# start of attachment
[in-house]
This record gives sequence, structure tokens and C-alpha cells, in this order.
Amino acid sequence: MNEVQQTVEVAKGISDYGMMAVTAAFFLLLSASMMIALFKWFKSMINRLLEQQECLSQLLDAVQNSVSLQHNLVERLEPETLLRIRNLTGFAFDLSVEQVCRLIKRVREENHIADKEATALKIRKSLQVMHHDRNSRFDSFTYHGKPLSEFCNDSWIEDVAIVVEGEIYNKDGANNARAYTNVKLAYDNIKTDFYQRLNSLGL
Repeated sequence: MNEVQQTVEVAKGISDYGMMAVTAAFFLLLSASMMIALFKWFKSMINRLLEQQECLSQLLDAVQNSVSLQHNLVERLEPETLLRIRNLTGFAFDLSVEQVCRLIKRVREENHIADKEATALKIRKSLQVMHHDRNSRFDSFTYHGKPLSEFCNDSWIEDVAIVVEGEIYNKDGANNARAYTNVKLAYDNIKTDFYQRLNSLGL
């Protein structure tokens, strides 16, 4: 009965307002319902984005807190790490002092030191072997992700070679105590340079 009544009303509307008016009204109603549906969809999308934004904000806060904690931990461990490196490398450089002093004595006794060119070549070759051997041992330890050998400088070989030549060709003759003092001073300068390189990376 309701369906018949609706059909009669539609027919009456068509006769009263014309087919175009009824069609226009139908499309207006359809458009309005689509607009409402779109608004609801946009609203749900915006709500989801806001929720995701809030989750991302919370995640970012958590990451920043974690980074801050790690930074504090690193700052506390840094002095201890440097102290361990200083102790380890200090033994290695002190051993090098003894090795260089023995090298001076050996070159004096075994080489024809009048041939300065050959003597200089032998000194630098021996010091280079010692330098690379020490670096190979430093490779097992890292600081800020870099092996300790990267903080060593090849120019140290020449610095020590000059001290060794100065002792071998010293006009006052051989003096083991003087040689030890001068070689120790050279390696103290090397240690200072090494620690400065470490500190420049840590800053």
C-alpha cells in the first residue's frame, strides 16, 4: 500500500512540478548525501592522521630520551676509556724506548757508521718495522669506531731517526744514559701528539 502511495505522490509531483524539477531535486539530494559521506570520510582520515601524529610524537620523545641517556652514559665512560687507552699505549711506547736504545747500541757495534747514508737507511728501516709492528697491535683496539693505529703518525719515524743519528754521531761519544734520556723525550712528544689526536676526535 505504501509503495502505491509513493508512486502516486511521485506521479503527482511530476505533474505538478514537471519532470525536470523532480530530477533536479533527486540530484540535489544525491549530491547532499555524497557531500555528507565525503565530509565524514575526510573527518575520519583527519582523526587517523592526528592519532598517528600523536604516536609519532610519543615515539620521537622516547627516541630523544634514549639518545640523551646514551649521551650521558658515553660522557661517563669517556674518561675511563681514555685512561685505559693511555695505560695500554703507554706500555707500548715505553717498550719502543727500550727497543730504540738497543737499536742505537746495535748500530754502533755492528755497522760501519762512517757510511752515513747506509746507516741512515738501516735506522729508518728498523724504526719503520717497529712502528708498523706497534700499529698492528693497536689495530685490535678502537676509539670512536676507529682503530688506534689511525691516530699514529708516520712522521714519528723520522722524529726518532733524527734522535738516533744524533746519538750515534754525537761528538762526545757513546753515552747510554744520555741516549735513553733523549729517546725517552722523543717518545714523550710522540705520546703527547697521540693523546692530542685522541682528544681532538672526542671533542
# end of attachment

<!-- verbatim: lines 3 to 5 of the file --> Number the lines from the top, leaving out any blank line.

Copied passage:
Amino acid sequence: MNEVQQTVEVAKGISDYGMMAVTAAFFLLLSASMMIALFKWFKSMINRLLEQQECLSQLLDAVQNSVSLQHNLVERLEPETLLRIRNLTGFAFDLSVEQVCRLIKRVREENHIADKEATALKIRKSLQVMHHDRNSRFDSFTYHGKPLSEFCNDSWIEDVAIVVEGEIYNKDGANNARAYTNVKLAYDNIKTDFYQRLNSLGL
Repeated sequence: MNEVQQTVEVAKGISDYGMMAVTAAFFLLLSASMMIALFKWFKSMINRLLEQQECLSQLLDAVQNSVSLQHNLVERLEPETLLRIRNLTGFAFDLSVEQVCRLIKRVREENHIADKEATALKIRKSLQVMHHDRNSRFDSFTYHGKPLSEFCNDSWIEDVAIVVEGEIYNKDGANNARAYTNVKLAYDNIKTDFYQRLNSLGL
């Protein structure tokens, strides 16, 4: 009965307002319902984005807190790490002092030191072997992700070679105590340079 009544009303509307008016009204109603549906969809999308934004904000806060904690931990461990490196490398450089002093004595006794060119070549070759051997041992330890050998400088070989030549060709003759003092001073300068390189990376 309701369906018949609706059909009669539609027919009456068509006769009263014309087919175009009824069609226009139908499309207006359809458009309005689509607009409402779109608004609801946009609203749900915006709500989801806001929720995701809030989750991302919370995640970012958590990451920043974690980074801050790690930074504090690193700052506390840094002095201890440097102290361990200083102790380890200090033994290695002190051993090098003894090795260089023995090298001076050996070159004096075994080489024809009048041939300065050959003597200089032998000194630098021996010091280079010692330098690379020490670096190979430093490779097992890292600081800020870099092996300790990267903080060593090849120019140290020449610095020590000059001290060794100065002792071998010293006009006052051989003096083991003087040689030890001068070689120790050279390696103290090397240690200072090494620690400065470490500190420049840590800053």